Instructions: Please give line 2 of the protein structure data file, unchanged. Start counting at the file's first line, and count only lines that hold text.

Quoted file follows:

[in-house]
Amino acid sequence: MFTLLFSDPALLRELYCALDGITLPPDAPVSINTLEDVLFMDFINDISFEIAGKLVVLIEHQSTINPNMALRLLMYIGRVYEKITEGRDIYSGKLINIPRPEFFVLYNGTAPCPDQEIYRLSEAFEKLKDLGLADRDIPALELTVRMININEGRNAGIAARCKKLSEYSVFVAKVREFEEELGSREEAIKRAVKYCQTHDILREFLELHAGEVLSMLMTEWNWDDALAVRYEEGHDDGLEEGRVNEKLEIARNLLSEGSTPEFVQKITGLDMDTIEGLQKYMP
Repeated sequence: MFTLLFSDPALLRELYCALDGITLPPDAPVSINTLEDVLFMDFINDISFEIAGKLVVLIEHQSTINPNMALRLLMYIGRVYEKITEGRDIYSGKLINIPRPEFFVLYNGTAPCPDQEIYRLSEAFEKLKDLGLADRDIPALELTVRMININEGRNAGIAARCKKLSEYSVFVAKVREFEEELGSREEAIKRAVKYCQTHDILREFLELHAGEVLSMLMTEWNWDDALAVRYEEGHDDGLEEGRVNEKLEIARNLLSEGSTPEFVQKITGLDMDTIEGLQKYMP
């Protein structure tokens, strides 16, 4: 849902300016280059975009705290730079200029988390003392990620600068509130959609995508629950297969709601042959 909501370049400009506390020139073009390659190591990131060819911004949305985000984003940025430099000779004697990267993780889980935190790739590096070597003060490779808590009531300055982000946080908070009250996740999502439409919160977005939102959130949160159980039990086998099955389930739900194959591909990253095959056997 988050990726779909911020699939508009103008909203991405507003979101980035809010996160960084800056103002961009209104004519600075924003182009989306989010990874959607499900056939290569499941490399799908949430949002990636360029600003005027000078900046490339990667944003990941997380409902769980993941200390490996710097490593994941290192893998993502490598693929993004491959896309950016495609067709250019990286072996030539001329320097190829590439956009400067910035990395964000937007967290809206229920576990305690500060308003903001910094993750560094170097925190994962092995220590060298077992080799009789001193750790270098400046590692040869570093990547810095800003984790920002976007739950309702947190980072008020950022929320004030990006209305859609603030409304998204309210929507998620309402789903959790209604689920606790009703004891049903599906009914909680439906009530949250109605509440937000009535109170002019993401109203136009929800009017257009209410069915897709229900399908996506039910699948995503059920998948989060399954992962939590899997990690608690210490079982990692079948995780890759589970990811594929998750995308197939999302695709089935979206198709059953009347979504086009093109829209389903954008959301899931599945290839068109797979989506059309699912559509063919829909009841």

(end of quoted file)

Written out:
Amino acid sequence: MFTLLFSDPALLRELYCALDGITLPPDAPVSINTLEDVLFMDFINDISFEIAGKLVVLIEHQSTINPNMALRLLMYIGRVYEKITEGRDIYSGKLINIPRPEFFVLYNGTAPCPDQEIYRLSEAFEKLKDLGLADRDIPALELTVRMININEGRNAGIAARCKKLSEYSVFVAKVREFEEELGSREEAIKRAVKYCQTHDILREFLELHAGEVLSMLMTEWNWDDALAVRYEEGHDDGLEEGRVNEKLEIARNLLSEGSTPEFVQKITGLDMDTIEGLQKYMP